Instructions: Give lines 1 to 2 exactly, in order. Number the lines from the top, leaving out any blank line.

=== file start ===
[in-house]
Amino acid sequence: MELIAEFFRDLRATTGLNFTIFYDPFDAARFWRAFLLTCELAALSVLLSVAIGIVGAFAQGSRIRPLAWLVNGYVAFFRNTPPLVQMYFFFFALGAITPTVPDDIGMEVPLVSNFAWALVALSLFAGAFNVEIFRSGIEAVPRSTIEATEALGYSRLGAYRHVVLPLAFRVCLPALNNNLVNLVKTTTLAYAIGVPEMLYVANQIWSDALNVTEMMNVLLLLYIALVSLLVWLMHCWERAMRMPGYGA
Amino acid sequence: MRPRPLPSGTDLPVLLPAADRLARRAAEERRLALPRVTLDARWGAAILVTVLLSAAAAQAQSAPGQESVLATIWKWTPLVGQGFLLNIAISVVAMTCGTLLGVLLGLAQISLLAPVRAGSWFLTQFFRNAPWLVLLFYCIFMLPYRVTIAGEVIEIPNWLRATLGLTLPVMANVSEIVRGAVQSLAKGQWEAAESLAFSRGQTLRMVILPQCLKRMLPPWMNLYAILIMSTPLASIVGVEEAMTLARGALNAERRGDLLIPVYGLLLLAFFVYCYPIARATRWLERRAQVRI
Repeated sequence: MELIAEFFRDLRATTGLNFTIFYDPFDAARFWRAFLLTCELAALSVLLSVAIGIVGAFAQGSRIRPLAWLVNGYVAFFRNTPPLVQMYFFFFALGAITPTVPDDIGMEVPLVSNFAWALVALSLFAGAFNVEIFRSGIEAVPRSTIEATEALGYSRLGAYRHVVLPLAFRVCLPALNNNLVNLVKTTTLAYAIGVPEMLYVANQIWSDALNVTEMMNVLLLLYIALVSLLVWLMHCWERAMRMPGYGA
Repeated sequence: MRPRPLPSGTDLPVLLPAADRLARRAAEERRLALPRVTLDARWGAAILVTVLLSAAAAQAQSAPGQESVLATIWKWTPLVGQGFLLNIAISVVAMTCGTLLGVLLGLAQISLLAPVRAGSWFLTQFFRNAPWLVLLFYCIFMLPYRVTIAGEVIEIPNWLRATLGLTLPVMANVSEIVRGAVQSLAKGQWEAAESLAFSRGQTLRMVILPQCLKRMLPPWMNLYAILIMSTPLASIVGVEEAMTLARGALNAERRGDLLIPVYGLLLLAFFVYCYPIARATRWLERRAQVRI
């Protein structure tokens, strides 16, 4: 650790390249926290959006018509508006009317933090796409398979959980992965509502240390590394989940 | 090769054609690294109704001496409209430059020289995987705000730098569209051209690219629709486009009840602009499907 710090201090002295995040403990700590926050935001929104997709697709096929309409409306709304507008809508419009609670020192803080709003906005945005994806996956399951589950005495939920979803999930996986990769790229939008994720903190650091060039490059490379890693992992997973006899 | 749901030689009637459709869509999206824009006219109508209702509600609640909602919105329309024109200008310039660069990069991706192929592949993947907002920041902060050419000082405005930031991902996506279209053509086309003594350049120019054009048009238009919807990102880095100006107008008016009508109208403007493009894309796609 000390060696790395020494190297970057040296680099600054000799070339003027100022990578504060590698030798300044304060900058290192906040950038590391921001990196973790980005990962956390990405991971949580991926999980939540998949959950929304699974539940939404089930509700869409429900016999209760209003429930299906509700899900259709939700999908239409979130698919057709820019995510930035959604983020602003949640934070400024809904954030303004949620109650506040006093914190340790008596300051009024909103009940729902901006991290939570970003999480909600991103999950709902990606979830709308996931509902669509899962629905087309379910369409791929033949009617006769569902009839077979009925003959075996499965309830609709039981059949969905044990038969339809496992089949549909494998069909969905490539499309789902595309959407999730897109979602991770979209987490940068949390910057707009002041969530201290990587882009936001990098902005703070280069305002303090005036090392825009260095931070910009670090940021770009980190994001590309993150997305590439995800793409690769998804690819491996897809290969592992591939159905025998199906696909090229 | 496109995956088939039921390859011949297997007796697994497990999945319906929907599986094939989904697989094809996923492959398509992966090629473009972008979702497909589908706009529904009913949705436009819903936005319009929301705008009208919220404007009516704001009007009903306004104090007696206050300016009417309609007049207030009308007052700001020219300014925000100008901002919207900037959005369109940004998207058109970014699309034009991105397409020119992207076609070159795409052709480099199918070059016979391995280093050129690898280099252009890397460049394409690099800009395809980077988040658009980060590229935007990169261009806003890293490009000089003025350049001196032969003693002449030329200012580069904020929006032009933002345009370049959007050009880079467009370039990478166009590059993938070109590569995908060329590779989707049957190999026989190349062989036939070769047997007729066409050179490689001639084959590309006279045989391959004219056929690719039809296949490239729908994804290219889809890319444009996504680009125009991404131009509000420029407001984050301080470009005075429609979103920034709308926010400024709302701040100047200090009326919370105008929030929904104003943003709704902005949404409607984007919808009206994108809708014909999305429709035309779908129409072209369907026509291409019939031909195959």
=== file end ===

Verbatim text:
[in-house]
Amino acid sequence: MELIAEFFRDLRATTGLNFTIFYDPFDAARFWRAFLLTCELAALSVLLSVAIGIVGAFAQGSRIRPLAWLVNGYVAFFRNTPPLVQMYFFFFALGAITPTVPDDIGMEVPLVSNFAWALVALSLFAGAFNVEIFRSGIEAVPRSTIEATEALGYSRLGAYRHVVLPLAFRVCLPALNNNLVNLVKTTTLAYAIGVPEMLYVANQIWSDALNVTEMMNVLLLLYIALVSLLVWLMHCWERAMRMPGYGA